Almost none spoke to my friends’ needs.

For a moment, I got excited when one firm (I’m not using names) sent a link to the “young executives” section of its website. However, that same page also talked about retirees, entrepreneurs, and women in transition. It felt like canned copy and didn’t make me feel good.

Victory at Last

Finally, another firm reached out to tell me a story about one of their advisors helping a young couple buy a home. The couple’s thank-you note still hung on the office wall.


That’s what I was looking for—a clear picture of the type of clients they serve, which nicely matched my friends’ profiles.

Looking back at the original LinkedIn thread, I realized other comments had also mentioned this same firm.

In addition to LinkedIn, I also checked The firm also popped up there, referred by more than one person.

As I looked deeper, it became clear the firm was doing digital right. They were active on social media, had a podcast, published content, told stories and leveraged social proof on AdvisorFinder.

We Are Missing Out on So Many Opportunities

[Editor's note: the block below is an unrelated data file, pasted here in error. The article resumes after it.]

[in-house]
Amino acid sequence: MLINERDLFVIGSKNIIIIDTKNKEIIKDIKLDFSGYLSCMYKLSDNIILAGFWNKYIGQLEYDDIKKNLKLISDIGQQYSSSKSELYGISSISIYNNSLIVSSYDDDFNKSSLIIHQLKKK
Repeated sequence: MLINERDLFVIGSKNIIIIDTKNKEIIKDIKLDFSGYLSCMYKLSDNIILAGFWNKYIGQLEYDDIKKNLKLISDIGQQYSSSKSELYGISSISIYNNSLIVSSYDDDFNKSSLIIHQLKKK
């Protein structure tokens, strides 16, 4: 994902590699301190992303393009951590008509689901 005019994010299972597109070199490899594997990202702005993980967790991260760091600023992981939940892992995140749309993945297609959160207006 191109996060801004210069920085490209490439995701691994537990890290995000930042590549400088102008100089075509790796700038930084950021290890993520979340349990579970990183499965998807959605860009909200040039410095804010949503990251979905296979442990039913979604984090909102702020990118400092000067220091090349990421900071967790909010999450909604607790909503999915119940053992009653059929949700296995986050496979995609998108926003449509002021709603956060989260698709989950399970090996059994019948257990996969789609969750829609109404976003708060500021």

The problem is, my friends would never have known to go to AdvisorFinder. Nor would they have known about “Find a CFP Professional,” how to use LinkedIn to find an advisor or which national platforms to contact.

We need to do better to engage people—to show up, humanize ourselves and speak to people who want to know us. The industry is trying, but its efforts so far are like disconnected dots. Individual firms are doing digital right, but there’s no web that weaves them together.

If this exercise taught me anything, it’s that digital marketing matters. Building relationships and influence online matters. There’s so much opportunity being overlooked.

  • Large wealth platforms must create matching tools that go deeper than zip codes. A tool like this doesn’t feel very personalized to a prospect.
  • Advisors need to move beyond impersonal, generic headshots and bios that sound the same and start speaking with humanity and extreme specificity.

This is Your Chance: Be a Star. Build Your fandom.

Doing more with digital doesn’t mean putting up a post and waiting for inquiries.

It means building relationships and influence online with hyper-relevant content to a hyper-specific audience. It’s about building a following, not a prospect list. You are trying to create a community of people who look like your ideal clients, so when they raise their hand to ask for help, you’ll be right there, poised to deliver it.

Today, the conversation isn’t led by you saying, “Let me tell you about our firm.” It’s led by people like my friends saying, “Hey, I’ve been following your content, and now I want to meet.”

My friends are, after all, the future of the industry. They’re looking for you online. Shouldn’t you be where they can find you?

Megan Carpenter is the founder and CEO of FiComm Partners.

TAGS: Marketing